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dancing through the underground

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Laura Roslin is a popular political analyst with a primetime network slot, and Bill Adama a retired admiral, regular commentator, and professional pain in her ass. To say they don’t see eye to eye would be... a drastic understatement, but their spirited arguments keep the viewers tuning in and her network is not above taking advantage of that, especially after she successfully renegotiates her contract for a 15% raise (still 10% less than Richard, the frakwit host of Afternoons with Adar makes, she thinks with no small amount of bitterness).

Annoyance isn’t nearly a strong enough word for what she’s feeling when they railroad her into some celebrity dance show she’s never heard of on an affiliate network, even more so when she finds out who her partner is.

“Please tell me you’re joking,” she says, accepting a seltzer water from her apologetic PA after he tells her that she and Bill Adama are expected at Dualla Dance Studios that evening after The Roslin Report airs.

“Uh, ma’am?”

She sighs. “Nevermind, Billy.”


Their first rehearsal is almost exactly as painful as she expected it would be (the phrase ‘unmitigated disaster’ comes to mind), and their coach keeps chiding them for both trying to lead. Laura nearly storms off the dancefloor the third time Admiral Adama steps on her feet, quickly muttering an apology she doesn’t believe for a minute is genuine.

“Kill me now,” she mumbles under her breath.

“Excuse me?”

“Look, we both know you don’t like me, and Admiral, no offense but I certainly wouldn’t have picked you for this. The network has me under contract- what do they have on you?” She tries to turn them one way, while he tries to go the opposite direction, they end up standing awkwardly in the middle of the parquet flooring that covers the studio. Unseen at the edge of the room, their coach despairs of ever getting them to sync up.

“I have no issue with you, Miss Roslin,” the admiral grumbles, and she rolls her eyes. He has a funny way of showing it, what with disagreeing with every single word that comes out of her mouth. She’s still annoyed about their earlier argument during filming- how is it even possible for the man to disagree with her on the concept of tax incentives for companies that employ veterans?

He falls silent for a moment, taking advantage of the quiet moment to take the lead, guiding them through a series of complex steps she wouldn’t have expected him to approach with such finesse. She waits him out.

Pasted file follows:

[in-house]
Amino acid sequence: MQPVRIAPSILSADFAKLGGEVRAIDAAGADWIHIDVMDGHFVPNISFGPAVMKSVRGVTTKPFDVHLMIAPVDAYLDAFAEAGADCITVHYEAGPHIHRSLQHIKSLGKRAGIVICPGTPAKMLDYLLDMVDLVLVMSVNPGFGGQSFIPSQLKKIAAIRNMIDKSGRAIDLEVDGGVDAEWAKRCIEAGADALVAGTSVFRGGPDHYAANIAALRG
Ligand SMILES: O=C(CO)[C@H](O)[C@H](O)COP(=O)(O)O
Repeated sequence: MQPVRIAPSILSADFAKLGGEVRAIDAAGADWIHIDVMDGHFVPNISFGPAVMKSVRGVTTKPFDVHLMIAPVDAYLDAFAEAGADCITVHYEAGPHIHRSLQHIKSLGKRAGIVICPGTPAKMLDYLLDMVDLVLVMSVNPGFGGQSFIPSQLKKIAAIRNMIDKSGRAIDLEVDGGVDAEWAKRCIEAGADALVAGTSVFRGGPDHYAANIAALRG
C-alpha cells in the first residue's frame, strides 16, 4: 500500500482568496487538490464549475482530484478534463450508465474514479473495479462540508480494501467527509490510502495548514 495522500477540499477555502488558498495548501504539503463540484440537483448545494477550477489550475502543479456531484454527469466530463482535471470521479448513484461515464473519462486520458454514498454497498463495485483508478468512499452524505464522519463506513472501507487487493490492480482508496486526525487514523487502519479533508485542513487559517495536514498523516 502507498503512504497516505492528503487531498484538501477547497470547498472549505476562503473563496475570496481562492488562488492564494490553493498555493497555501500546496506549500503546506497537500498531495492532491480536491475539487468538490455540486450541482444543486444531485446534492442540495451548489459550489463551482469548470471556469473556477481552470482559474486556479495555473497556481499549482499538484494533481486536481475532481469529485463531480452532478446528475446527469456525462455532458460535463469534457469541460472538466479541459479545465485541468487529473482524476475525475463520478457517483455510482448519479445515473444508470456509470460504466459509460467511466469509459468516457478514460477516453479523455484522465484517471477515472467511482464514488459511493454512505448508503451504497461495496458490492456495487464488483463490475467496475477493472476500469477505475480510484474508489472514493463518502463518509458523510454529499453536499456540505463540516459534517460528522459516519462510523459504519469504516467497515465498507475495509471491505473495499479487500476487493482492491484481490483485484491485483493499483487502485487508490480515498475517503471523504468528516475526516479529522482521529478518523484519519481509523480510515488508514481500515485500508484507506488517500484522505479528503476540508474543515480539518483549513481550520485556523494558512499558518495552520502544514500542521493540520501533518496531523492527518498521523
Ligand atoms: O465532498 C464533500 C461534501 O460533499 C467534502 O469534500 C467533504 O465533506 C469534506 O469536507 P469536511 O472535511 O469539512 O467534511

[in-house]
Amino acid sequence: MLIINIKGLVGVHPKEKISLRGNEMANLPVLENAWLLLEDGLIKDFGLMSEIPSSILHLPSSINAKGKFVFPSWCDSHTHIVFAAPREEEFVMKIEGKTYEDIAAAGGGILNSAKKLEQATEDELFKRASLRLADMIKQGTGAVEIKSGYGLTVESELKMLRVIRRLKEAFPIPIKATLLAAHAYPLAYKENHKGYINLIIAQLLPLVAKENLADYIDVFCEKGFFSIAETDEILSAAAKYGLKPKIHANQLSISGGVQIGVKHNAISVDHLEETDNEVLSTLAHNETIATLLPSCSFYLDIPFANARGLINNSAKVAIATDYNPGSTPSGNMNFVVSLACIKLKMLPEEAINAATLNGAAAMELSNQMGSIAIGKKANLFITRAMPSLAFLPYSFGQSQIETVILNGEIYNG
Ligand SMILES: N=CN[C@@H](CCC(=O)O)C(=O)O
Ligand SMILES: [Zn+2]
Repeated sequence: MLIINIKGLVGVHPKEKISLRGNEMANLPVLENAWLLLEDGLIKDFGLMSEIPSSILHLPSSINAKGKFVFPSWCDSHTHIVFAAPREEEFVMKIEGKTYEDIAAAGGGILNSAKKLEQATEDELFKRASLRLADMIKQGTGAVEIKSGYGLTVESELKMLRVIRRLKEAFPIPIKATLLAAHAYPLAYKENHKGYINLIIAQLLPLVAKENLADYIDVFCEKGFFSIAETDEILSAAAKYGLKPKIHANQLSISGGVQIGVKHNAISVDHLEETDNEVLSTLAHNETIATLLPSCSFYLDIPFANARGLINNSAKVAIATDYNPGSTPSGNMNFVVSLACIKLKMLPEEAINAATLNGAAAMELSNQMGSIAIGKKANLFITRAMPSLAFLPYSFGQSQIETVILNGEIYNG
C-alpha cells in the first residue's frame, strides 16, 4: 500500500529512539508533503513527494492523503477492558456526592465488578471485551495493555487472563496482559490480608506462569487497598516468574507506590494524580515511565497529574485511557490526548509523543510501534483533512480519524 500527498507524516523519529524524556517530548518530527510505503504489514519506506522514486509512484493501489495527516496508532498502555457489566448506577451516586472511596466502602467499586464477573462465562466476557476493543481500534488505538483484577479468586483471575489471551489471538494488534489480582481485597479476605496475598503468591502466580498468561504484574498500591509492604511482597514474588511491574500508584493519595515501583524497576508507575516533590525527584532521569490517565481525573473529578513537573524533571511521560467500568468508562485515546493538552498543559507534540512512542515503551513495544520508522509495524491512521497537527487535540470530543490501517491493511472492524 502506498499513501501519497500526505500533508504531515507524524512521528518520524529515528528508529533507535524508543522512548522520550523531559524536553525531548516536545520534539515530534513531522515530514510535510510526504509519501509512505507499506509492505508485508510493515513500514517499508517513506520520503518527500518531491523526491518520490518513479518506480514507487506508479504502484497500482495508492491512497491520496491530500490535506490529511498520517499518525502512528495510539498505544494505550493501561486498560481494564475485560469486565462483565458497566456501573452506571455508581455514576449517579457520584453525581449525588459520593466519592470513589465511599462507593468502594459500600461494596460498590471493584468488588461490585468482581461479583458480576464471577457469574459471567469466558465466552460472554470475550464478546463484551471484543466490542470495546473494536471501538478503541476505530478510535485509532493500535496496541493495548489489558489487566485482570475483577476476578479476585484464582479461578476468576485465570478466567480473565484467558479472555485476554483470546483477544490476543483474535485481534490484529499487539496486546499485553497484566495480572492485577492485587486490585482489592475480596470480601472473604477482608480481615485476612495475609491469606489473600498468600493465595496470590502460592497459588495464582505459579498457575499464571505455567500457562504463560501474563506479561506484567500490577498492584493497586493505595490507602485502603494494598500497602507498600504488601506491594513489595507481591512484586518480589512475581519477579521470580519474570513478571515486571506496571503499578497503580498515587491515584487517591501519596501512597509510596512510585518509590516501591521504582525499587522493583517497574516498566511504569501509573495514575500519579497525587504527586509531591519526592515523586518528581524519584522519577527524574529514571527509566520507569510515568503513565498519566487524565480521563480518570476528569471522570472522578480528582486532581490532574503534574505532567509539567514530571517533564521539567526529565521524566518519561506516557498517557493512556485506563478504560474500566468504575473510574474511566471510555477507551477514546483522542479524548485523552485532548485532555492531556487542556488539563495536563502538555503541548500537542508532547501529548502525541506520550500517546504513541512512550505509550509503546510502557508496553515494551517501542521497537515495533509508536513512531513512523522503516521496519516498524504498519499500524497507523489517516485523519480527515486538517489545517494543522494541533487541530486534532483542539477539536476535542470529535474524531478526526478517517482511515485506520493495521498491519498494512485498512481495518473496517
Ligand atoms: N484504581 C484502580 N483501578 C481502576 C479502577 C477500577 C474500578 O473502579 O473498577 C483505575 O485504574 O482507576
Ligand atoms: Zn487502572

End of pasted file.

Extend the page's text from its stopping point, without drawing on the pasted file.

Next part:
“My son,” he says at length, “hosts Legal Brief.”

“Lee Adams is your son?”

He nods. “His professional moniker. He prefers not to be associated with my name.”

“Does he know why you’re doing this?”

His silence is answer enough but over the next hour and a half dozen offhand remarks, she gets a halting sketch of Adama family relations- a family man with a sense of duty too developed to overlook his military obligations, an ex-wife who could only put up with so much distance, two boys who didn’t understand and enough regret between the four of them to swamp a battlestar.

She doesn’t pity him. She does understand him a little better though, even as they switch topics, resuming their earlier political debate and seamlessly drifting towards another.

While they’re not thinking about who’s leading and who’s following, they actually manage to take a turn around the dancefloor without any toes being stepped on.

(Since they’ve landed on a spirited discussion of the current administration’s defense spending policies, impassioned voices echoing across the dance hall, Dee only counts it as half a victory.

This is going to take a while.)


Laura has to admit that they’ve made some progress after the next few sessions, though she’s honestly expecting that they’ll get knocked out in the first round of Celebrity Danceoff and then life can return to normal. It seems easier to just go along with it until the inevitable happens and then they can pretend this whole thing was just some strange aberration.

What she is not expecting is for their coach to interrupt the latest round of squabbling on the newest education bill as they make their way through a staid rendition of a waltz.

“Okay, hold up!” Dee calls, letting the music screech to a halt and deftly maneuvering around the camera crew to swap in a different record. “I’ve seen more passion in the chicken dance. Let’s try something different.”

Laura isn’t expecting Dee to throw them in the deep end with a fast-paced salsa number after a cursory rundown of the steps, but somehow the frenetic pace seems to work for them, and what they miss in technical perfection their natural back and forth seems to make up for nicely.


Surprisingly, she finds herself having fun, and if some part of her secretly looks forward to the Wednesday nights and Saturday mornings when they practice, it’s only because she’d forgotten how much she actually enjoyed dancing.